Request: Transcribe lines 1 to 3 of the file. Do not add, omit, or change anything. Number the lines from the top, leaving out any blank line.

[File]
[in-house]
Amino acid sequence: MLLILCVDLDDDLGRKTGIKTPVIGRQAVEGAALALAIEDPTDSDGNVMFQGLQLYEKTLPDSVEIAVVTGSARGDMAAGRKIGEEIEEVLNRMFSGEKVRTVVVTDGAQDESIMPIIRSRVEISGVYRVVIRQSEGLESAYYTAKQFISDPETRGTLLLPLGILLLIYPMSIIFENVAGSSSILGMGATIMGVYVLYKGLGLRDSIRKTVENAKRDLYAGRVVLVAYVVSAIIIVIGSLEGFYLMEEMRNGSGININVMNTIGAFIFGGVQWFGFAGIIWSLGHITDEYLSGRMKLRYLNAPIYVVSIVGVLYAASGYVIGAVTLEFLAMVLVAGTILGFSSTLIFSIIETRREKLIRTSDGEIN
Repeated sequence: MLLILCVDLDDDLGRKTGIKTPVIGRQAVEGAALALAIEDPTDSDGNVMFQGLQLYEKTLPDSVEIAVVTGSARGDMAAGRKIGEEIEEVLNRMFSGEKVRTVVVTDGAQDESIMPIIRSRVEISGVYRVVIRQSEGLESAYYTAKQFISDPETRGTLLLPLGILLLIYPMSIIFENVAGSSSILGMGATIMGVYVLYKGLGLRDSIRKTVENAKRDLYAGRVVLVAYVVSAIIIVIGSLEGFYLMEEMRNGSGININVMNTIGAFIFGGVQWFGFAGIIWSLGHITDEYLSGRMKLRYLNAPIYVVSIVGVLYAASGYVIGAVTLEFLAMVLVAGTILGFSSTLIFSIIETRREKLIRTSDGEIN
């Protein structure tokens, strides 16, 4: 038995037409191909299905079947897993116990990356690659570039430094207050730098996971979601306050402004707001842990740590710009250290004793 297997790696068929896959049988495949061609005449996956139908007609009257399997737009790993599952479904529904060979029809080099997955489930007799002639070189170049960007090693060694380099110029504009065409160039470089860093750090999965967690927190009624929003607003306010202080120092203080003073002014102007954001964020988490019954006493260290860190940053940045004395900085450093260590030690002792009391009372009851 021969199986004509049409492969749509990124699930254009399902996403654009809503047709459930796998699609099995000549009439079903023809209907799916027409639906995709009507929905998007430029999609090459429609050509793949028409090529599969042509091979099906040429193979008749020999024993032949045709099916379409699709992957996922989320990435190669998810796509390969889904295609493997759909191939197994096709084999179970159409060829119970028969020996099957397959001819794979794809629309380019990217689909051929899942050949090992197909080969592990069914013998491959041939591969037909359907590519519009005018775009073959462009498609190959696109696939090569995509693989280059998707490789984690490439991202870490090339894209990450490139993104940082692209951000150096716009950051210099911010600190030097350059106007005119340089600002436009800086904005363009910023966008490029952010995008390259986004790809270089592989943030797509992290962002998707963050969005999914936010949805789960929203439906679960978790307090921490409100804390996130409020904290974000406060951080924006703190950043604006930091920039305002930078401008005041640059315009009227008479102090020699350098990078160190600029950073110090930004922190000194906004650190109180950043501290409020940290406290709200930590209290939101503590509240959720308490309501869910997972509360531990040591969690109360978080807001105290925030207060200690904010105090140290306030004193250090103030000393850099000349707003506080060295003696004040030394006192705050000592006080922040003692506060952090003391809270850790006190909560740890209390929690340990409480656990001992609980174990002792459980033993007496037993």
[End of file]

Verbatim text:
[in-house]
Amino acid sequence: MLLILCVDLDDDLGRKTGIKTPVIGRQAVEGAALALAIEDPTDSDGNVMFQGLQLYEKTLPDSVEIAVVTGSARGDMAAGRKIGEEIEEVLNRMFSGEKVRTVVVTDGAQDESIMPIIRSRVEISGVYRVVIRQSEGLESAYYTAKQFISDPETRGTLLLPLGILLLIYPMSIIFENVAGSSSILGMGATIMGVYVLYKGLGLRDSIRKTVENAKRDLYAGRVVLVAYVVSAIIIVIGSLEGFYLMEEMRNGSGININVMNTIGAFIFGGVQWFGFAGIIWSLGHITDEYLSGRMKLRYLNAPIYVVSIVGVLYAASGYVIGAVTLEFLAMVLVAGTILGFSSTLIFSIIETRREKLIRTSDGEIN
Repeated sequence: MLLILCVDLDDDLGRKTGIKTPVIGRQAVEGAALALAIEDPTDSDGNVMFQGLQLYEKTLPDSVEIAVVTGSARGDMAAGRKIGEEIEEVLNRMFSGEKVRTVVVTDGAQDESIMPIIRSRVEISGVYRVVIRQSEGLESAYYTAKQFISDPETRGTLLLPLGILLLIYPMSIIFENVAGSSSILGMGATIMGVYVLYKGLGLRDSIRKTVENAKRDLYAGRVVLVAYVVSAIIIVIGSLEGFYLMEEMRNGSGININVMNTIGAFIFGGVQWFGFAGIIWSLGHITDEYLSGRMKLRYLNAPIYVVSIVGVLYAASGYVIGAVTLEFLAMVLVAGTILGFSSTLIFSIIETRREKLIRTSDGEIN